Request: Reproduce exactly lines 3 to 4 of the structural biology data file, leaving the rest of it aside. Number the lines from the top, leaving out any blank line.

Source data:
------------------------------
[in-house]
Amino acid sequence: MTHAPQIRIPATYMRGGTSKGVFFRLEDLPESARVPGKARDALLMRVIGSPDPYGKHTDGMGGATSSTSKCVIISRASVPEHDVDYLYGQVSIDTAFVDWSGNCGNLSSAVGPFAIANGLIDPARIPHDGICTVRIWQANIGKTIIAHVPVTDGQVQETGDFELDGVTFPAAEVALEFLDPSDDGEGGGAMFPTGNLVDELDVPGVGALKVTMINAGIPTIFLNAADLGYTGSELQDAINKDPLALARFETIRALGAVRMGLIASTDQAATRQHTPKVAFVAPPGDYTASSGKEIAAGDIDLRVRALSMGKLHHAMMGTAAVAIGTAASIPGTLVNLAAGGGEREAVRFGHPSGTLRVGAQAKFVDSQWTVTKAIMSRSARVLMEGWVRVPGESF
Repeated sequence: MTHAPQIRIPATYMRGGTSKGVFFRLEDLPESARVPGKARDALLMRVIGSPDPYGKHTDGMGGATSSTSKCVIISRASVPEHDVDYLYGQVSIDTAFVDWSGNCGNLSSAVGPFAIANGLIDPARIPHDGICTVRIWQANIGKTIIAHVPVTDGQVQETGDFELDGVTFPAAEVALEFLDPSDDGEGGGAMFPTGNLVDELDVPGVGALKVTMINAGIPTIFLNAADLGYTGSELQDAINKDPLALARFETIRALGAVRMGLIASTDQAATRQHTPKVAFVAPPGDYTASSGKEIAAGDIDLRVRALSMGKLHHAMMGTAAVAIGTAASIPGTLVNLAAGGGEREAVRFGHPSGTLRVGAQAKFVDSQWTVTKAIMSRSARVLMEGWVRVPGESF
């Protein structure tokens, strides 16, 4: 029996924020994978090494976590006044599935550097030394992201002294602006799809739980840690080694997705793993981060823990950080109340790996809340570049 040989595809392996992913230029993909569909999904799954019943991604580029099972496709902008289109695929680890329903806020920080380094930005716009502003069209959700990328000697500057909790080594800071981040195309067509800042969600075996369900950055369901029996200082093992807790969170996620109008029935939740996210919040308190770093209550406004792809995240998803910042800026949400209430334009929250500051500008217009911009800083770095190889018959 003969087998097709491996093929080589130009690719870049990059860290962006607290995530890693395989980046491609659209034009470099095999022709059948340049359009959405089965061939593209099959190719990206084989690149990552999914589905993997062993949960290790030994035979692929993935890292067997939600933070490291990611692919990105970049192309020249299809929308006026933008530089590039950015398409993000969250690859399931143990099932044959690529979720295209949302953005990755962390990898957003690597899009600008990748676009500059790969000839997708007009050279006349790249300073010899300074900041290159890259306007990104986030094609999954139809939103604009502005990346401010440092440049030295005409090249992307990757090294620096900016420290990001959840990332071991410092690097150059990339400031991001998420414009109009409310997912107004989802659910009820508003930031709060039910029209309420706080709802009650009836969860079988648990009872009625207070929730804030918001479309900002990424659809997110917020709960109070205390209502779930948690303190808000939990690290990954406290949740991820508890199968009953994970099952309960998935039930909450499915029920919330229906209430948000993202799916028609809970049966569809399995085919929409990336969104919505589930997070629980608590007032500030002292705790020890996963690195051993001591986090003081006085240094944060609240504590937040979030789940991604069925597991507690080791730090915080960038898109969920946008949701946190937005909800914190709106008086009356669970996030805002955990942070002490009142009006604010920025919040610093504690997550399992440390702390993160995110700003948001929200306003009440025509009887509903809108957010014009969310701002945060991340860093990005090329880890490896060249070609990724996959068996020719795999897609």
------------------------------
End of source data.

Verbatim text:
Repeated sequence: MTHAPQIRIPATYMRGGTSKGVFFRLEDLPESARVPGKARDALLMRVIGSPDPYGKHTDGMGGATSSTSKCVIISRASVPEHDVDYLYGQVSIDTAFVDWSGNCGNLSSAVGPFAIANGLIDPARIPHDGICTVRIWQANIGKTIIAHVPVTDGQVQETGDFELDGVTFPAAEVALEFLDPSDDGEGGGAMFPTGNLVDELDVPGVGALKVTMINAGIPTIFLNAADLGYTGSELQDAINKDPLALARFETIRALGAVRMGLIASTDQAATRQHTPKVAFVAPPGDYTASSGKEIAAGDIDLRVRALSMGKLHHAMMGTAAVAIGTAASIPGTLVNLAAGGGEREAVRFGHPSGTLRVGAQAKFVDSQWTVTKAIMSRSARVLMEGWVRVPGESF
């Protein structure tokens, strides 16, 4: 029996924020994978090494976590006044599935550097030394992201002294602006799809739980840690080694997705793993981060823990950080109340790996809340570049 040989595809392996992913230029993909569909999904799954019943991604580029099972496709902008289109695929680890329903806020920080380094930005716009502003069209959700990328000697500057909790080594800071981040195309067509800042969600075996369900950055369901029996200082093992807790969170996620109008029935939740996210919040308190770093209550406004792809995240998803910042800026949400209430334009929250500051500008217009911009800083770095190889018959 003969087998097709491996093929080589130009690719870049990059860290962006607290995530890693395989980046491609659209034009470099095999022709059948340049359009959405089965061939593209099959190719990206084989690149990552999914589905993997062993949960290790030994035979692929993935890292067997939600933070490291990611692919990105970049192309020249299809929308006026933008530089590039950015398409993000969250690859399931143990099932044959690529979720295209949302953005990755962390990898957003690597899009600008990748676009500059790969000839997708007009050279006349790249300073010899300074900041290159890259306007990104986030094609999954139809939103604009502005990346401010440092440049030295005409090249992307990757090294620096900016420290990001959840990332071991410092690097150059990339400031991001998420414009109009409310997912107004989802659910009820508003930031709060039910029209309420706080709802009650009836969860079988648990009872009625207070929730804030918001479309900002990424659809997110917020709960109070205390209502779930948690303190808000939990690290990954406290949740991820508890199968009953994970099952309960998935039930909450499915029920919330229906209430948000993202799916028609809970049966569809399995085919929409990336969104919505589930997070629980608590007032500030002292705790020890996963690195051993001591986090003081006085240094944060609240504590937040979030789940991604069925597991507690080791730090915080960038898109969920946008949701946190937005909800914190709106008086009356669970996030805002955990942070002490009142009006604010920025919040610093504690997550399992440390702390993160995110700003948001929200306003009440025509009887509903809108957010014009969310701002945060991340860093990005090329880890490896060249070609990724996959068996020719795999897609």